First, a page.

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2004 army camp raid

Security tightened for anniversary

Thais gather at the Central Mosque of Narathiwat province yesterday to pray for the restoration of peace and prosperity. Yesterday marked the ninth anniversary of the insurgents

Thais gather at the Central Mosque of Narathiwat province yesterday to pray for the restoration of peace and prosperity. Yesterday marked the ninth anniversary of the insurgents

Police fear insurgents will repeat attack; govt urged to lift martial law

Security in the southern province of Narathiwat was tightened further yesterday in preparation for the ninth anniversary of an insurgent-led raid on an Army camp in Joh I Rong district.

Pol Maj-General Wichai Kaemwong, Narathiwat police commissioner, said he had instructed police officers in all 13 districts to strengthen security both before and after January 4, the date on which insurgents raided the Army camp in 2004, snatching 413 guns and killing four soldiers. Only 94 guns were retrieved.

So far, only two of the 11 men suspected to be behind the raid have been arrested. The suspects in custody were identified as Mazuki Seng and Sa-esun Abdulroha.

Meanwhile, the Cross-Cultural Foundation has issued a three-point petition asking the government to review the use of martial law in three provinces in the deep South.

Pornpen Kongkajornkiat, coordinator of the foundation, said after the raid at the Joh I Rong Army camp in 2004, the government lifted martial law in some areas and enforced the emergency decree instead.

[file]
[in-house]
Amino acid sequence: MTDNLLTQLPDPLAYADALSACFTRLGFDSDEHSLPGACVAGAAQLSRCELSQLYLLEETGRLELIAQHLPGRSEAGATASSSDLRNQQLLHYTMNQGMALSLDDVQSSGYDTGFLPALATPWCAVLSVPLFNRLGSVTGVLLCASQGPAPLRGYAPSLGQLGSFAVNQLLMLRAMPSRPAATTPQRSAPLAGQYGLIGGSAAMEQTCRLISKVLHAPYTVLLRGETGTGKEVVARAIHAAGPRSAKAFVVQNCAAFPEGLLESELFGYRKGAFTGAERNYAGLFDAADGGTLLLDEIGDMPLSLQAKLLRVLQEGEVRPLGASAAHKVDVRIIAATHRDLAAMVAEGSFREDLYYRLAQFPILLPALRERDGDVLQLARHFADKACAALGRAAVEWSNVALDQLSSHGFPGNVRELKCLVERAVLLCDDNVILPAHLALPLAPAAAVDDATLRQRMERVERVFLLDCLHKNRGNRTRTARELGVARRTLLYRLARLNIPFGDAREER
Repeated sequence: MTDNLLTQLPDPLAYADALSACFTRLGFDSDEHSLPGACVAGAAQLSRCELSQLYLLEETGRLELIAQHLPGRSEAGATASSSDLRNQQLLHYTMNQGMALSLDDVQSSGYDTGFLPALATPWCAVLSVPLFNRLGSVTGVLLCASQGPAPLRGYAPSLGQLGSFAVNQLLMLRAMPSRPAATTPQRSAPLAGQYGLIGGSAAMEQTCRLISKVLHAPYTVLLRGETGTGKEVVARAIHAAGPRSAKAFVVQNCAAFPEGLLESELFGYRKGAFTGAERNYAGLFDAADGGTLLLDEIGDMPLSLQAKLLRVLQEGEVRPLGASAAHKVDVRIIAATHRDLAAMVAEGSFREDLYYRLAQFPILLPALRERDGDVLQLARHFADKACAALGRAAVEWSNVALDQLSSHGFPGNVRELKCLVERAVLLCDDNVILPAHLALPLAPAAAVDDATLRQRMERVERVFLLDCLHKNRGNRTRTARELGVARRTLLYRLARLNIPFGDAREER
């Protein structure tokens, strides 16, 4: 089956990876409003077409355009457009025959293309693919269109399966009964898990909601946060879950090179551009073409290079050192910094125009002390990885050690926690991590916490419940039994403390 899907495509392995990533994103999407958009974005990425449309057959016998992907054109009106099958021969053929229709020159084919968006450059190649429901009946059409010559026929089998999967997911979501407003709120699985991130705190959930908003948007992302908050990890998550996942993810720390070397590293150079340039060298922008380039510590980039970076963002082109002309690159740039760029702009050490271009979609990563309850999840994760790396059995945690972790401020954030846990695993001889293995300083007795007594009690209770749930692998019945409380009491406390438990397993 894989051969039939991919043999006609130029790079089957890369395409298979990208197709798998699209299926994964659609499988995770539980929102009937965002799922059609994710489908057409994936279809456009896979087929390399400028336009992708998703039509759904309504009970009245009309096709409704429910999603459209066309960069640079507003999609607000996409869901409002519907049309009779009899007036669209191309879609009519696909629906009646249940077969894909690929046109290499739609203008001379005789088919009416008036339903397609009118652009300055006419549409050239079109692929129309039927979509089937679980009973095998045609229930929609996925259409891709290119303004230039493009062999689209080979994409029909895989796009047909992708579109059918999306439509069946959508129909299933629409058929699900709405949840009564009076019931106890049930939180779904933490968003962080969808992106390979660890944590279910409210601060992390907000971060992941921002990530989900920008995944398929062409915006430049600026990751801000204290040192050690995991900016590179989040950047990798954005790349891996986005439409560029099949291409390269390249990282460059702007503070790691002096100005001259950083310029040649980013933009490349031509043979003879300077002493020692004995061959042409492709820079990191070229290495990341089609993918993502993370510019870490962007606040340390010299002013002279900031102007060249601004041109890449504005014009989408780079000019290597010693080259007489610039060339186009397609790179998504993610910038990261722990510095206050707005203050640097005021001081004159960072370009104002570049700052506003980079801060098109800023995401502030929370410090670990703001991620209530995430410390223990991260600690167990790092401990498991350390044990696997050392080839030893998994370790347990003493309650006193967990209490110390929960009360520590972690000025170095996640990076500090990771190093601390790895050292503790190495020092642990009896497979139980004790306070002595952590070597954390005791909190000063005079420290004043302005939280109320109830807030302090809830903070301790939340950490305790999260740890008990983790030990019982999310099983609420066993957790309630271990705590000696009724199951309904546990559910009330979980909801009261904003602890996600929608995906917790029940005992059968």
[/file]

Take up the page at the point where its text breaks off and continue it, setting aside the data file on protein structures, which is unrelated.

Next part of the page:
However, the foundation said that everybody should be under the same law.

"Hence, the decision to have certain areas under martial law should be reviewed because it authorises the military to have superior power over civilians, which complicates the situation and worsens the problems," she said.

She said the government should allow civilians to play a bigger part in handling the unrest in the deep South and help build a democratic atmosphere so peace can be more achievable.

The foundation is also seeking clearer regulations concerning the detention of suspects so they are in line with basic human rights and the justice system. The detainees and their families should be informed of the charges, what can be done to get them released, where they are being detained, as well as when they can be visited.

Authorities concerned should amend the martial law because it was promulgated before Thailand became a democracy and needs to brought in line with basic human rights, Pornpen said.

Since martial law was put in place nine years ago, the authorities are allowed to conduct raids, searches, and make arrests without court warrants.

Between 2004 and 2012, at least 4,589 individuals were killed in the South, of whom 2,751 people were Muslims. The violence has also injured 9,071 people, of whom 2,865 followed the Muslim faith. The Southern Border Provinces Administrative Centre recently revealed that the attacks included 2,480 roadside and car bombings.

Of the 501 security-related criminal cases brought to court, 304 - or 60.6 per cent - of them ended in acquittals, resulting in 780 suspected insurgents walking free.

The budget for operations to contain the violence and carry out development projects this year will hit a record Bt21.124 billion, compared with Bt16.

277 billion last year and Bt13.45 billion in 2004.


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